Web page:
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In a shared ownership property, the buyers pay a mortgage on the share of the houser they own and pays rent to a housing association on the remaining amount. Because the buyer only needs a mortgage for the part of the home they’re buying, the amount of money needed to secure a mortgage is usually much less than it would be when buying a whole property. In addition, the buyer has the chance to increase their shares during their time at the property, via a process known as “stair casing”.
How easy is it to sell shared ownership properties?
Assistant Director of sales and marketing at housing association Aster Group, Amy Nettleton told Express.co.uk how new needs which arose during the pandemic has increased the demand for shared ownership.
Ms Nettleton said: “The pandemic, and the experience of living and working at home, has changed what a lot of people are looking for in a property – they want more space, a garden, or maybe even just a change in scene after months of isolation.
“This is where shared ownership will come into its own for many as they are far more likely to be able to afford the larger space they want than with a traditional mortgage or through renting.
“As a result, I believe we could see a new demographic of home buyers entering the shared ownership market as people look to more rural areas in search of larger, more affordable homes with outdoor space.”
And according to Ms Nettleton, selling a shared ownership property isn’t as hard as people have been led to believe.
She explained: “It’s a myth that shared owners don’t have the option to sell if they want to – they can.
“While some people will want to increase the size of their stake in the property and work towards full ownership, this isn’t necessarily the right option for everyone.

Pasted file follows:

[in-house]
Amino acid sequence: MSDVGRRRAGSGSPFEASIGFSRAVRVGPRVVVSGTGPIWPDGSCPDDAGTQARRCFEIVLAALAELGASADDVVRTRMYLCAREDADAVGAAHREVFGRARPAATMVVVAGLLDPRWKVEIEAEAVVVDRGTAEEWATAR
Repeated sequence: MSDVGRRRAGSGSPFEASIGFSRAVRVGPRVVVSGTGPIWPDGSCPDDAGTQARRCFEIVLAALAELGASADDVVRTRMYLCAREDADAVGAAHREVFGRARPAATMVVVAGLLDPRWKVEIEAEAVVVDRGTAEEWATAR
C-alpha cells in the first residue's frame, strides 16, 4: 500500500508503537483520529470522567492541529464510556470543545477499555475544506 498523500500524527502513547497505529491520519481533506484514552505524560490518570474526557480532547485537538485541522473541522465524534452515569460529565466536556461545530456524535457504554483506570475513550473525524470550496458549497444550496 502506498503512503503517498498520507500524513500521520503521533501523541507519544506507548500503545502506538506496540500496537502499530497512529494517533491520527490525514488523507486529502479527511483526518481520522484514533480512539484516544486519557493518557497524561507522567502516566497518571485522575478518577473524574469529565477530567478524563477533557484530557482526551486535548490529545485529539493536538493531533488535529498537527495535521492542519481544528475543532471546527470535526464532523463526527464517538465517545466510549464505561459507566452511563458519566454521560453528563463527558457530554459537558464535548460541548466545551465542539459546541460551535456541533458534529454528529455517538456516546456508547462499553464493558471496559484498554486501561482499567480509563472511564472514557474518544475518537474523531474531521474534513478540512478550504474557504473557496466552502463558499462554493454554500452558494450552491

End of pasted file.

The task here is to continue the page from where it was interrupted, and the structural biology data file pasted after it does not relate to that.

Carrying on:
“The model caters for both, and those who don’t want a staircase to full ownership can sell their property.
“Normally, there is a nomination period where the home is offered to other shared ownership buyers first, but, if one can’t be found it can then be sold on the open market.”
However, according to CEO and co-founder of StepLadder Matthew Addison, even though selling a shared ownership property is doable, it’s a bit more complicated than selling a normal house.
Mr Addison told Express.co.uk: “Complications can undoubtedly arise when trying to sell any property, but for shared ownership, it can often be a little bit more difficult than usual.”
As opposed to the selling of a normal property, the percentage of the stake you own has to be taken into account with shared ownership, which will decide what kind of value you’re able to try and get.
Mr Addison continued: “As well as this, oftentimes with shared ownership you’re contracted to use a certain surveyor for when you want your home evaluated.
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“There have been cases of under-evaluation, so prospective buyers must make sure they’re not tied to a property they’re unable to sell easily and feasibly.”
When asked if it’s easier to sell your share of the property or buy the remaining shares and sell the whole thing on the market, Mr Addison said: “Realistically, and unfortunately, life is probably going to move faster than the speed it would take to buy out the whole property, so it’s likely at some point you’ll be looking to sell your share.”
The CEO said people shouldn’t be afraid to sell if they feel it’s the right move for them and their life.
In addition to the complications, there are restrictions on who you can sell the shared ownership property to.
These restrictions include income caps among other factors while owning 100 percent of the property removes these constraints.
Mr Addison concluded: “As with everything, ask the right experts and get solid advice.
“Don’t forget that if you can adopt a good staircasing strategy for the duration of your ownership, your equity should increase vs when you bought.
“This will ultimately provide you with more options as you move on to your next property.”
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